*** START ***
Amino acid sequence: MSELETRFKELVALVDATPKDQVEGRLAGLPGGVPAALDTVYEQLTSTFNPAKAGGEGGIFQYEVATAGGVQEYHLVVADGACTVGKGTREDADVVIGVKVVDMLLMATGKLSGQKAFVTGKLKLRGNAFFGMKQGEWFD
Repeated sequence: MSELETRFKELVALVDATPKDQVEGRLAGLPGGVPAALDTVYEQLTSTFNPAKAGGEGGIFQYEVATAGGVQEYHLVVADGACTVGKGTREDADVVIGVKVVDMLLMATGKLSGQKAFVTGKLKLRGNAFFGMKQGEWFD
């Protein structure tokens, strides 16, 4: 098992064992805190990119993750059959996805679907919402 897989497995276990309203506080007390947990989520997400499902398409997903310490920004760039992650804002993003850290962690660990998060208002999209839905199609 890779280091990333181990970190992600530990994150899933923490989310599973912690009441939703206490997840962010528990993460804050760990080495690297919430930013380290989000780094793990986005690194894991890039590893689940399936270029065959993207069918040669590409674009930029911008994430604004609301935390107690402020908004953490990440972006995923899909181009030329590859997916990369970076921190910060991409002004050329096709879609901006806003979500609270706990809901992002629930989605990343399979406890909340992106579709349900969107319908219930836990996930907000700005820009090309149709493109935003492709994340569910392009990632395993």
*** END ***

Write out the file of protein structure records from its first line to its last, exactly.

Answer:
Amino acid sequence: MSELETRFKELVALVDATPKDQVEGRLAGLPGGVPAALDTVYEQLTSTFNPAKAGGEGGIFQYEVATAGGVQEYHLVVADGACTVGKGTREDADVVIGVKVVDMLLMATGKLSGQKAFVTGKLKLRGNAFFGMKQGEWFD
Repeated sequence: MSELETRFKELVALVDATPKDQVEGRLAGLPGGVPAALDTVYEQLTSTFNPAKAGGEGGIFQYEVATAGGVQEYHLVVADGACTVGKGTREDADVVIGVKVVDMLLMATGKLSGQKAFVTGKLKLRGNAFFGMKQGEWFD
């Protein structure tokens, strides 16, 4: 098992064992805190990119993750059959996805679907919402 897989497995276990309203506080007390947990989520997400499902398409997903310490920004760039992650804002993003850290962690660990998060208002999209839905199609 890779280091990333181990970190992600530990994150899933923490989310599973912690009441939703206490997840962010528990993460804050760990080495690297919430930013380290989000780094793990986005690194894991890039590893689940399936270029065959993207069918040669590409674009930029911008994430604004609301935390107690402020908004953490990440972006995923899909181009030329590859997916990369970076921190910060991409002004050329096709879609901006806003979500609270706990809901992002629930989605990343399979406890909340992106579709349900969107319908219930836990996930907000700005820009090309149709493109935003492709994340569910392009990632395993």